Though regarded with some disdain by Jordan (and many Groovies fans), Supersnazz was a fine album that deserved a much better fate. True, the original fell victim to inappropriate production (a situation rectified by the remixed 1990 CD reissue by CBS Special Products), but the songs were good and the performances were first-rate. No Groovies collection is complete without "Love Have Mercy," "Around The Corner," the ballad "Apart From That," and their dynamic covers of "The Girl Can't Help It" and "Somethin' Else"/"Pistol Packin' Mama." At least in its remixed form, Supersnazz is an underrated part of The Flamin' Groovies' canon.
The Groovies were still signed to Epic, but there seemed little likelihood of a second album. The Groovies toured nonetheless, and a gig in New York was caught by Buddah Records staffer and Hit Parader writer Richard Robinson. Robinson was sufficiently blown away by the Groovies to set about the task of recruiting them to Buddah. The group was somehow able to free itself from the Epic contract, and was soon signed with Kama Sutra, a Buddah subsidiary.
Robinson himself produced 1970's Flamingo, the Groovies' Kama Sutra debut. Flamingo rocked harder than any previous Groovies recording, displaying by now a more overt Rolling Stones influence. Nine of the ten tracks were Groovies originals, with a cover of Little Richard's "Keep A-Knockin'" paying tribute to roots. The Groovies' line-up on Flamingo was supplemented by Commander Cody on keyboards, but it's the Groovies who shine on the LP's keepers, "Second Cousin" and "Heading For The Texas Border."
There was no single or tour in support of Flamingo, and the album fared no better in stores than did Supersnazz. A 1970 rehearsal was recorded and much later (1984) released as Flamin' Groovies '70. Burdened by two interminable jams, the rehearsal's best moments were lively covers of "Louie, Louie" and Chuck Berry's "Carol," plus a rockin' run-through of "Heading For The Texas Border."
Kama Sutra was still willing to release another Groovies album, and the now-classic Teenage Head was issued in 1971. Often referred to as the best album The Rolling Stones never made (Keith Richards is said to have preferred Teenage Head to Sticky Fingers), Teenage Head was terrific, no-frills, slide-dominated rock 'n' roll. With great tracks like "Yesterday's Numbers," Randy Newman's "Have You Seen My Baby?" (later covered by Ringo Starr as "Hold On"), Jordan's lead vocal turn on "Whiskey Woman," and the signature title tune, it seems inconceivable that Teenage Head never became a monster hit, to be played to the point of utter contempt on '90s Classic Rock radio.
But Teenage Head, in spite of glowing reviews and encouraging word-of-mouth, sank without a trace. Teenage Head's commercial failure helped seal the doom of the original Flamin' Groovies line-up, though the seeds of that break-up had already been sown.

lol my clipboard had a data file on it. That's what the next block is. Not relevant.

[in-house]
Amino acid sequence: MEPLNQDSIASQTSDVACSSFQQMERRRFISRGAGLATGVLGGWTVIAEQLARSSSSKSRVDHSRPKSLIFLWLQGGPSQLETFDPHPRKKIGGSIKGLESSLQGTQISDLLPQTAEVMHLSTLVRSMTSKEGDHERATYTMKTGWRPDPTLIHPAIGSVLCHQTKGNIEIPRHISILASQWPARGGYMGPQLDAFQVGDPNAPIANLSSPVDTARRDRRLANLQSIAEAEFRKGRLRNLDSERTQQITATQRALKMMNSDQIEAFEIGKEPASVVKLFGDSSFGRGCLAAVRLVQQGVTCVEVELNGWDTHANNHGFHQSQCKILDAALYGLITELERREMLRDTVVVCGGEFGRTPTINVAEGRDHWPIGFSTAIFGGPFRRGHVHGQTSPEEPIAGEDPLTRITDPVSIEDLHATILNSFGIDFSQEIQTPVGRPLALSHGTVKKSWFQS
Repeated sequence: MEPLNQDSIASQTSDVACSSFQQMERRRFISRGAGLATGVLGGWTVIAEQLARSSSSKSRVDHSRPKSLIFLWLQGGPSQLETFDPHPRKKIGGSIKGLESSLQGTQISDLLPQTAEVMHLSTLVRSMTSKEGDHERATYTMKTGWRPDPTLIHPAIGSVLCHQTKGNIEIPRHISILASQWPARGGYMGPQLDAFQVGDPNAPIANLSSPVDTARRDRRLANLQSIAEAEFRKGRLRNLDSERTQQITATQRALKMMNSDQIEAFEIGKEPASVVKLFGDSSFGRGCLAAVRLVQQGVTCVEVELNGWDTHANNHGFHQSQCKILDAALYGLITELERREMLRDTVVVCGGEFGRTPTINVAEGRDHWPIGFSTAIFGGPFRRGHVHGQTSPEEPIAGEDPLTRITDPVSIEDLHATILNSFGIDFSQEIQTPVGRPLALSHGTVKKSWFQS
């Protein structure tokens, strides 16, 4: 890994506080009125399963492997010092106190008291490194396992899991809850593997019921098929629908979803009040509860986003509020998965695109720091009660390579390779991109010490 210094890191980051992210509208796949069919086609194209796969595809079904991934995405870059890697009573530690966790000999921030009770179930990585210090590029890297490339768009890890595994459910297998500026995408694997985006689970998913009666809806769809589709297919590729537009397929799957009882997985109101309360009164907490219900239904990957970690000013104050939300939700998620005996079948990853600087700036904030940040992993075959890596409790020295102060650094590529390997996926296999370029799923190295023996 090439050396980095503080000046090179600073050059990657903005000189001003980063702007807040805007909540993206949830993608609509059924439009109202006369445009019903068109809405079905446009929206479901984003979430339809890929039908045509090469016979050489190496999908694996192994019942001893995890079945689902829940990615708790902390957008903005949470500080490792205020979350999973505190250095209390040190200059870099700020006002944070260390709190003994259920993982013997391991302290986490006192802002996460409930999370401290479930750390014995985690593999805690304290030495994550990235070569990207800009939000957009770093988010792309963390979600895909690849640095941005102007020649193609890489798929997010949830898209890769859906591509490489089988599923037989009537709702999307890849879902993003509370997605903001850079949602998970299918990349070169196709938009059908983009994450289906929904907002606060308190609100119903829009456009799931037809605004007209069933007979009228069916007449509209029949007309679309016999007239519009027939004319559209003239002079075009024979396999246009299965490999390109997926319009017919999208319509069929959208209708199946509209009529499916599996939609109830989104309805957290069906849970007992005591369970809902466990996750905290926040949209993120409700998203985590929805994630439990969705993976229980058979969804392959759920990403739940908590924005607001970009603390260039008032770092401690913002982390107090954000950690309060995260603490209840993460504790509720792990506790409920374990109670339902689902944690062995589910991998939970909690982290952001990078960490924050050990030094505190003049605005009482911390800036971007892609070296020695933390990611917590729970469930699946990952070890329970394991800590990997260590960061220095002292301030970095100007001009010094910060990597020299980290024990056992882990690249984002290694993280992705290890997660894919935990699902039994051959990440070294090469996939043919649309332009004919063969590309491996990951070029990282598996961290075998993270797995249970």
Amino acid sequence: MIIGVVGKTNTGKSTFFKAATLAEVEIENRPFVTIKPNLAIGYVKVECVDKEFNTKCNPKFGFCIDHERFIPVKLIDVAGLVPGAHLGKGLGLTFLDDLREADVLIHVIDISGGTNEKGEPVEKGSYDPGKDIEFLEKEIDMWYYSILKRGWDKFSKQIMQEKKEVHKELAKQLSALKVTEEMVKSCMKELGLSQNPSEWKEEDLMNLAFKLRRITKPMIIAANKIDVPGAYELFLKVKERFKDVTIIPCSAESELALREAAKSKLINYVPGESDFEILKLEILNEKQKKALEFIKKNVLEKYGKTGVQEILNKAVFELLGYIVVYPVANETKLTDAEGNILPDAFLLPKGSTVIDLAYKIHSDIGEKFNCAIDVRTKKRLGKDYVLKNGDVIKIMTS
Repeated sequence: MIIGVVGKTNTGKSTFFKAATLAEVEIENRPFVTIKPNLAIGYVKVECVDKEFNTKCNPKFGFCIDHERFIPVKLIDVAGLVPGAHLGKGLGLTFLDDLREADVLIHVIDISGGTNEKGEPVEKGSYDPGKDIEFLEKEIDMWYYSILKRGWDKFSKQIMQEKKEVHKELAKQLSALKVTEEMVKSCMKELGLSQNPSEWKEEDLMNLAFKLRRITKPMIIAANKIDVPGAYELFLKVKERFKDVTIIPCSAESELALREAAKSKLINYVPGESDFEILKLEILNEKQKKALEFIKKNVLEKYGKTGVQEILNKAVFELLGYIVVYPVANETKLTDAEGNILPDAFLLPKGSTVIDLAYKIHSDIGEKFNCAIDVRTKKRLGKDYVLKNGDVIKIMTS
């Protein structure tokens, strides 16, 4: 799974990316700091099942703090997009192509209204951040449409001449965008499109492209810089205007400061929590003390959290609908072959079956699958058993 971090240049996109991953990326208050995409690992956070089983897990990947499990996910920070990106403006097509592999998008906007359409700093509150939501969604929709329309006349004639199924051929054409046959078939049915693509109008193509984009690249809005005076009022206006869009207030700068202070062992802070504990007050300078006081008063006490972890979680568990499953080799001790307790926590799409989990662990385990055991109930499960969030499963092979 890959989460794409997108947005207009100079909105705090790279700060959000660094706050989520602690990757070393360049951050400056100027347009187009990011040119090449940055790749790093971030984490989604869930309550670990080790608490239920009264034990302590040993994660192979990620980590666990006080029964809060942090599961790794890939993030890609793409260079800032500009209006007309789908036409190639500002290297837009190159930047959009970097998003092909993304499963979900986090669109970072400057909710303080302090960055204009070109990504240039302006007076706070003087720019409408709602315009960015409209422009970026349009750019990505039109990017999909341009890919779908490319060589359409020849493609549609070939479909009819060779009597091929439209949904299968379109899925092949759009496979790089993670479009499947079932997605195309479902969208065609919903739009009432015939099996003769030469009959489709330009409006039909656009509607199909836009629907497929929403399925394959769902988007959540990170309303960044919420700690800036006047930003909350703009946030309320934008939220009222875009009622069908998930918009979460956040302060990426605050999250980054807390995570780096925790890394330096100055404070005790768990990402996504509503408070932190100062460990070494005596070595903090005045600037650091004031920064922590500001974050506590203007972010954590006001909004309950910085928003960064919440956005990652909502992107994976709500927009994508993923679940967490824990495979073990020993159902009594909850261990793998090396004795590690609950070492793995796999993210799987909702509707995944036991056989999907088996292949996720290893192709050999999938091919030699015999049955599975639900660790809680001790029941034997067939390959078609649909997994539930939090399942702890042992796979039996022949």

A drug bust had interfered with Tim Lynch's participation on Teenage Head; Jordan claims to have played almost all of the guitar parts on the album, but Loney insists that Lynch was, in fact, there for most of the recording. In any case, Lynch was soon out of the band. He was replaced by James Farrell, a guitarist recommended to the Groovies by longtime friend (and former member of The Charlatans) Mike Wilhelm.
More to the point was the imminent departure of Roy Loney from The Flamin' Groovies. By this time, there was no love lost between Loney and Jordan. Jordan felt that Loney had taken over the band, and that Loney took too much credit for for songs Jordan claims to have written. Loney countered that Jordan was far too interested in having the group perform covers, in effect living in the past. Whatever the actual case, Loney either left or was fired from The Flamin' Groovies in 1971.
One of Loney's last gigs with the Groovies--an appearance at, of all things, the farewell festivities for Bill Graham's Fillmore, June 30, 1971--was captured on tape and released in 1983 as Slow Death--Live (or Bucketfull Of Brains in the U.S.). This was the earliest recorded appearance of "Slow Death," a maniacal, then-new Groovies tune about morphine addiction.
(Loney pretty much retired from the performing side of the music business for several years. He reemerged in 1977 with the Artistic As Hell EP, followed in 1979 by the Out After Dark LP. Out After Dark was the first record credited to Roy Loney and the Phantom Movers, a loose aggregation consisting mostly of past and present members of the Groovies, occasionally even including one Cyril Jordan. Roy Loney and the Phantom Movers have released several fine albums, the most recent being 1988's superb The Scientific Bombs Away! Loney's contributions should really be the subject of a separate article someday. For now, suffice it to say that fans of early Flamin' Groovies should actively and eagerly seek out Mr. Loney's work.)